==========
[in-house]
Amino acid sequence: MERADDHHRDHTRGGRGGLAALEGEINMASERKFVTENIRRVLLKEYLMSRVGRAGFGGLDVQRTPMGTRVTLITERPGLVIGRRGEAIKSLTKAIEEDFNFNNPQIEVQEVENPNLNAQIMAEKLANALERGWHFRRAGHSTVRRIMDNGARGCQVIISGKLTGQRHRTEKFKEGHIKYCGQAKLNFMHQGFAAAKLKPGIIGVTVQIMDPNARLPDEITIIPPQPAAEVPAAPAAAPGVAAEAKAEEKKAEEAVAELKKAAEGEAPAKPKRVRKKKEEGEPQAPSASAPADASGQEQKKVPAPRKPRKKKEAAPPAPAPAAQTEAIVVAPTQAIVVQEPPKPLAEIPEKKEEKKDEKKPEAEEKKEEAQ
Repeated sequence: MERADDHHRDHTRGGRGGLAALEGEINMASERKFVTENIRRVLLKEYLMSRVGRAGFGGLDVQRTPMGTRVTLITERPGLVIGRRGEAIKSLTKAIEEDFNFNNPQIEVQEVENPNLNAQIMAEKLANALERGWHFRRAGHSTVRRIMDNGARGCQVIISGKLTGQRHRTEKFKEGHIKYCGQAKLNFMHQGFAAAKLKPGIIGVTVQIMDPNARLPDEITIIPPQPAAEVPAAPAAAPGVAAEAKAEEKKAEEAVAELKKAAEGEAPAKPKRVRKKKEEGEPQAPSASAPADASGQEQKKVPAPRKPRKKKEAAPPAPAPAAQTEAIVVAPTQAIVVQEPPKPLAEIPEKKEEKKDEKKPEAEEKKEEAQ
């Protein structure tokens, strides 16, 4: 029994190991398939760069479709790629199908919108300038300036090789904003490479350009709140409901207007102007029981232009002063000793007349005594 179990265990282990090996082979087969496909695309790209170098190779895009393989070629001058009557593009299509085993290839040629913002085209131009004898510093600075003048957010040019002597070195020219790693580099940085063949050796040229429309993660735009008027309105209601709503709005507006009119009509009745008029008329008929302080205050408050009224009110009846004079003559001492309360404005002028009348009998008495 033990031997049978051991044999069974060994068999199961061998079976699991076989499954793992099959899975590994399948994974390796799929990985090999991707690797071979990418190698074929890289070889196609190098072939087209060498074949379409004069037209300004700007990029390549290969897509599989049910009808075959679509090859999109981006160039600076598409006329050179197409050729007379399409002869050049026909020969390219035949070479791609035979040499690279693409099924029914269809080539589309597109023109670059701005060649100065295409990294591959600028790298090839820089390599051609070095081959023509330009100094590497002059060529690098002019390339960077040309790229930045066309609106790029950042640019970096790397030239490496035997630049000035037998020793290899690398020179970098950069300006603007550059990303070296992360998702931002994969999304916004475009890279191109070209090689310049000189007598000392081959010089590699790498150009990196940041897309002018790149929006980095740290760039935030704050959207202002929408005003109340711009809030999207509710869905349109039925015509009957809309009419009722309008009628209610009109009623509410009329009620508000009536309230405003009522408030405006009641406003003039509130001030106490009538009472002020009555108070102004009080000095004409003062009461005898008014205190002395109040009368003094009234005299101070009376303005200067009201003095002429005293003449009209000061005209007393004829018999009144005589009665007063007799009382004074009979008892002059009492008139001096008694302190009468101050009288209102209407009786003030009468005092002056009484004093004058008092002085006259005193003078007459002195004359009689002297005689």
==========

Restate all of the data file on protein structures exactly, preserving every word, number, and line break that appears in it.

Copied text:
[in-house]
Amino acid sequence: MERADDHHRDHTRGGRGGLAALEGEINMASERKFVTENIRRVLLKEYLMSRVGRAGFGGLDVQRTPMGTRVTLITERPGLVIGRRGEAIKSLTKAIEEDFNFNNPQIEVQEVENPNLNAQIMAEKLANALERGWHFRRAGHSTVRRIMDNGARGCQVIISGKLTGQRHRTEKFKEGHIKYCGQAKLNFMHQGFAAAKLKPGIIGVTVQIMDPNARLPDEITIIPPQPAAEVPAAPAAAPGVAAEAKAEEKKAEEAVAELKKAAEGEAPAKPKRVRKKKEEGEPQAPSASAPADASGQEQKKVPAPRKPRKKKEAAPPAPAPAAQTEAIVVAPTQAIVVQEPPKPLAEIPEKKEEKKDEKKPEAEEKKEEAQ
Repeated sequence: MERADDHHRDHTRGGRGGLAALEGEINMASERKFVTENIRRVLLKEYLMSRVGRAGFGGLDVQRTPMGTRVTLITERPGLVIGRRGEAIKSLTKAIEEDFNFNNPQIEVQEVENPNLNAQIMAEKLANALERGWHFRRAGHSTVRRIMDNGARGCQVIISGKLTGQRHRTEKFKEGHIKYCGQAKLNFMHQGFAAAKLKPGIIGVTVQIMDPNARLPDEITIIPPQPAAEVPAAPAAAPGVAAEAKAEEKKAEEAVAELKKAAEGEAPAKPKRVRKKKEEGEPQAPSASAPADASGQEQKKVPAPRKPRKKKEAAPPAPAPAAQTEAIVVAPTQAIVVQEPPKPLAEIPEKKEEKKDEKKPEAEEKKEEAQ
């Protein structure tokens, strides 16, 4: 029994190991398939760069479709790629199908919108300038300036090789904003490479350009709140409901207007102007029981232009002063000793007349005594 179990265990282990090996082979087969496909695309790209170098190779895009393989070629001058009557593009299509085993290839040629913002085209131009004898510093600075003048957010040019002597070195020219790693580099940085063949050796040229429309993660735009008027309105209601709503709005507006009119009509009745008029008329008929302080205050408050009224009110009846004079003559001492309360404005002028009348009998008495 033990031997049978051991044999069974060994068999199961061998079976699991076989499954793992099959899975590994399948994974390796799929990985090999991707690797071979990418190698074929890289070889196609190098072939087209060498074949379409004069037209300004700007990029390549290969897509599989049910009808075959679509090859999109981006160039600076598409006329050179197409050729007379399409002869050049026909020969390219035949070479791609035979040499690279693409099924029914269809080539589309597109023109670059701005060649100065295409990294591959600028790298090839820089390599051609070095081959023509330009100094590497002059060529690098002019390339960077040309790229930045066309609106790029950042640019970096790397030239490496035997630049000035037998020793290899690398020179970098950069300006603007550059990303070296992360998702931002994969999304916004475009890279191109070209090689310049000189007598000392081959010089590699790498150009990196940041897309002018790149929006980095740290760039935030704050959207202002929408005003109340711009809030999207509710869905349109039925015509009957809309009419009722309008009628209610009109009623509410009329009620508000009536309230405003009522408030405006009641406003003039509130001030106490009538009472002020009555108070102004009080000095004409003062009461005898008014205190002395109040009368003094009234005299101070009376303005200067009201003095002429005293003449009209000061005209007393004829018999009144005589009665007063007799009382004074009979008892002059009492008139001096008694302190009468101050009288209102209407009786003030009468005092002056009484004093004058008092002085006259005193003078007459002195004359009689002297005689």